to a particular state. All you can do is assign it
to a particular system. I want to be clear about that. So even I talked about
a clean and dirty room and all of that. Clean versus dirty room. And the point I was making is,
the entropy of a room is not dependent on its cleanliness
or its dirtiness. In fact, you could kind
of view these as states of a room. But even more, these
really aren't even states of the room. Because when a room is clean, or
a room is static at a macro level, they're static. If my books or lying like--
you know, sometimes people look at a deck of cards and
say, oh, if I have all my cards stacked up like this, or
if I have all my cards that are all messy like that, that
this has higher entropy. And I want to make
it very clear. I mean, maybe you can kind
of make an analogy. But that's not the case. Both of these systems
are macrostates. For example, it's not like
these cards are vibrating around any more than
these cards are. It's not like these can take
on more configurations than these cards can. So when you talk about entropy,
you're trying to take a macro variable that's
describing at a micro level. And the cards themselves are not
the micro level, because they're not vibrating around
continuously due to some kinetic energy or whatever. It's the cards' molecules that
are at the micro level. And if these cards, if you have
the same mass of cars as you have here, and if they're
at the same temperature, the molecules in these cards can
take on just as many states as the molecules in these cards. So they're going to have
the same entropy. Entropy is a macrostate
variable, or a macrostate function, that describes
the number of states a system can take on. So here, I would view the
cards as a system. And what we care about is not
the number of configurations the cards themselves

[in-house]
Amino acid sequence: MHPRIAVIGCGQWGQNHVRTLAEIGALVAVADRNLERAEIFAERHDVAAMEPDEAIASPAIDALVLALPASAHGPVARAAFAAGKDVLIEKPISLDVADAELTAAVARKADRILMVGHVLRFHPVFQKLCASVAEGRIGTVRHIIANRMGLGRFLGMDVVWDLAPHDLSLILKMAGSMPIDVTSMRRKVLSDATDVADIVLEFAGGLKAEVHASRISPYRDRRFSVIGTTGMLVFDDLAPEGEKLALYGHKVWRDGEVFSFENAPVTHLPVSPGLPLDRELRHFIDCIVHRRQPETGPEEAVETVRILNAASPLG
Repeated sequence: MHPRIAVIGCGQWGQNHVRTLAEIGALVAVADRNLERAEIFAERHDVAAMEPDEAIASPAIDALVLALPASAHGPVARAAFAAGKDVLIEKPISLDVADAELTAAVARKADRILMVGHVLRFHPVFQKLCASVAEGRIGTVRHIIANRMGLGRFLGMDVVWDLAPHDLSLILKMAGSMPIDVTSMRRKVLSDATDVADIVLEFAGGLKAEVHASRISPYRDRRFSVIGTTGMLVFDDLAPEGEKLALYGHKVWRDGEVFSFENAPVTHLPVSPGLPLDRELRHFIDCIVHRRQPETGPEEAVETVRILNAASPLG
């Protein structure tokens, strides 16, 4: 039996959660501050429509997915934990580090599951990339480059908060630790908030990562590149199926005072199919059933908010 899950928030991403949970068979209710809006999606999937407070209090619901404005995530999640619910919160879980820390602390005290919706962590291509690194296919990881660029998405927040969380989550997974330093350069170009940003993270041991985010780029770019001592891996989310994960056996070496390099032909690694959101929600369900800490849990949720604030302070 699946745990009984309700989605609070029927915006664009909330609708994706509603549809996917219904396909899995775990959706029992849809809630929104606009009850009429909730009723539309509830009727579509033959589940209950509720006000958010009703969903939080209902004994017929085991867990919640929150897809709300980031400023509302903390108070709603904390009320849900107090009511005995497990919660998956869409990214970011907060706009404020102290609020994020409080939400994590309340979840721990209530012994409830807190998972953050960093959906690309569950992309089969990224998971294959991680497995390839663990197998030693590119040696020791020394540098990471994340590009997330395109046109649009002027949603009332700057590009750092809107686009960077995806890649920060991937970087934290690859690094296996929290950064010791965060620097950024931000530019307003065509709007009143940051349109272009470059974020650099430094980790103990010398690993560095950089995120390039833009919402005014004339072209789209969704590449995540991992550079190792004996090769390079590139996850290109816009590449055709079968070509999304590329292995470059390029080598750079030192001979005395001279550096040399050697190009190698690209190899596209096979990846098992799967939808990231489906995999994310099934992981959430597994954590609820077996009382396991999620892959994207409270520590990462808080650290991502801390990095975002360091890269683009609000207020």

can take on. The cards aren't constantly
vibrating and changing from one thing to another. It's at the atomic level, at the
molecular level, that as long as we're above absolute
zero, which we pretty much always are, things are going
to be vibrating around continuously, and continuously
changing its state. So it's almost impossible
to measure the state. And since it's impossible to
measure the state, we use something like entropy to
say, well, how many states can we have? And I mean, all of these things,
entropy, whether we call it internal energy, whether
we look at entropy, whether we look at pressure,
volume, temperature. These are all, if you can think
about it in some way, these are shortcuts around
having to actually measure what each molecule is doing. And entropy, you can kind of
view it as a meta shortcut. I mean, temperature tells you
average kinetic energy, this tells you all of the energy
that's in it, this tells you, you know, how frequently the
molecules are bumping against a certain area. This tells you, on average, kind
of where the outermost molecules are. Entropy is kind of a, you
can almost view it as a metastate variable. It tells you how many states,
how many micro states can we take on? And so I just want to make this
very clear, because this is often confused, and there's
a very, very, very strong temptation to point to a
particular state and to say that that has higher entropy
than another, that somehow this state is more entropic
than that state. That's not the case. This system is more entropic
than this system, than this half box. It has more volume. If it has the same temperature
with more volume, then its particles can take on more
possible scenarios at any given moment in time. Anyway, hopefully you found
that a little bit useful. I just want to make it very,
very, very clear. Because this is often, often,
often confused. It is a macrostate variable for
a system, where a system is composed of things that are
bumping around randomly. Every millionth of a second,
they're changing states, so it's very hard to even measure
one of the microstates. You can't point to a microstate,
and say, oh, this has higher entropy
than another. Anyway. See you in the next video.